In Today’s Deep Space Extra… Russia was not pleased to learn an invitation to its space agency chief from his NASA counterpart has been withdrawn. A partial U.S. government shutdown has introduced uncertainty into a launch date for the first NASA Commercial Crew Program test flight. China’s Chang’e 4 Yutu 2 lunar rover takes a breather.
Human Space Exploration
Moscow Times of Russia (1/7): Russia’s space agency expresses displeasure over NASA Administrator Jim Bridenstine’s decision to rescind an invitation to Dmitry Rogozin, his Russian counterpart, to visit the U.S. Rogozin is among those sanctioned by the U.S. in 2014 for his role in Russia’s annexation of Crimea while serving as Russia’s deputy prime minister. The October invitation, intended to strengthen ties between the two space programs drew protests from some members of Congress, and Bridenstine withdrew it late last week.
Coalition Member in the News – Boeing
Ars Technica (1/7): A crucial test flight is approaching for NASA’s Commercial Crew Program and its SpaceX partner. The mission will be the first for the company’s crew Dragon and Falcon 9 and will take the capsule without astronauts from NASA’s Kennedy Space Center (KSC) to the International Space Station (ISS) for an automated docking. If all goes well, a test flight with astronauts is to follow. Boeing, also a NASA Commercial Crew Program partner, plans similar test flights this year. As with the early shuttle missions, the SpaceX and Boeing missions hold risk and are likely to reveal some surprises, according to human spaceflight veterans.
SpaceNews.com (1/7) China’s Yutu-2, or Jade Rabbit 2, lunar rover rolled from the Chang’e 4 lander on January 3, a day after it became the first spacecraft to land on the Moon’s far side. Activities are in a pause phase through January 10, while the rover undergoes exposure to high temperatures. Mission payloads and lander systems have been checked out at the South Pole Aitkin Basin landing site. After initial operations, the lander/rover will experience a cold phase beginning January 12 in which some limited exploratory activities are anticipated.
The Verge (1/7): Launched last April as a successor to the Kepler space telescope, NASA’s TESS planet hunter has identified its third extra solar planet. HD 21749b is 53 light years from the Earth and by comparison smaller, closer to its dwarf star and hotter. TESS was developed and positioned in orbit around the Earth to search the closest stars for Earth like planets. Kepler’s successful search for more distant planets came to an end in October as the nine year old spacecraft exhausted its fuel supply.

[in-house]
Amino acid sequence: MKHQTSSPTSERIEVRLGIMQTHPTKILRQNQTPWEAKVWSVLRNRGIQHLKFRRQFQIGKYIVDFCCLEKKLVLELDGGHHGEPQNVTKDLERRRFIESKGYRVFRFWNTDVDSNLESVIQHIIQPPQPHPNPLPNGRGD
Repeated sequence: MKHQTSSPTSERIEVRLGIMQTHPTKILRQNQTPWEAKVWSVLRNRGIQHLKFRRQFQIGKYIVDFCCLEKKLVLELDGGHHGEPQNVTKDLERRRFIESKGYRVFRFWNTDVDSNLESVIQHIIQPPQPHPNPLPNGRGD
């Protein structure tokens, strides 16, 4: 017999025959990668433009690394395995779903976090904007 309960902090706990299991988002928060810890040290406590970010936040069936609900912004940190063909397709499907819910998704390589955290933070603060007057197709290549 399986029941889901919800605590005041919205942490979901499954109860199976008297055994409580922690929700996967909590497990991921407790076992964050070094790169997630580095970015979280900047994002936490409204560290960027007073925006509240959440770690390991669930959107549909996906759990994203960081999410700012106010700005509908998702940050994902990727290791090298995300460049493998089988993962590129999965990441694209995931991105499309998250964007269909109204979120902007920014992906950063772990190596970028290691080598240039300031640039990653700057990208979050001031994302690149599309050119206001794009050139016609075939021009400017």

Space.com (1/7): Space exploration reveals some bizarre activities across the universe, among them a recent find from the Keck Observatory in Hawaii, a massive interstellar cloud of gas that appears to be billions of years old and comprised of only hydrogen, the earliest element.
CNN (1/7): Former NASA astronaut Leroy Chiao, an American of Chinese heritage, assesses the significance of China’s first ever far side Chang’e 4 lunar lander/rover mission in an op-ed. Chiao, who flew four missions on NASA’s shuttle, Russia’s Soyuz and the International Space Station (ISS), believes the U.S. must “step up its game” if it’s to sustain its leadership position in space.
SpaceNews.com (1/7): An independent study required by Congress of the White House Space Force proposal and conducted by the Center for Naval Analysis places the cost of implementation at $4.5 billion over five years. The study examines the structure of a separate branch of the military comprised of 16,000 to 19,000 personnel detailed from other branches of the military and led by a “lean” headquarters supported by services provided by private consultants. However, the largely classified CNA study cautioned it will be difficult to predict whether any strategy will produce the expected results.
Coalition Member in the News – Boeing
Florida Today (1/6): CNN travel editors agree Florida’s space coast is one of the world’s top tourist attractions. In July, the region will join in the celebration of the 50th anniversary of NASA’s Apollo 11, the first mission to land human explorers on the Moon. Also, this year is expected to mark a resumption of astronaut launches to the International Space Station (ISS) from the U.S., something not possible since NASA’s shuttle fleet was retired in 2011. Boeing and SpaceX will conduct the launches from NASA’s Kennedy Space Center (KSC) and Cape Canaveral Air Force Station.
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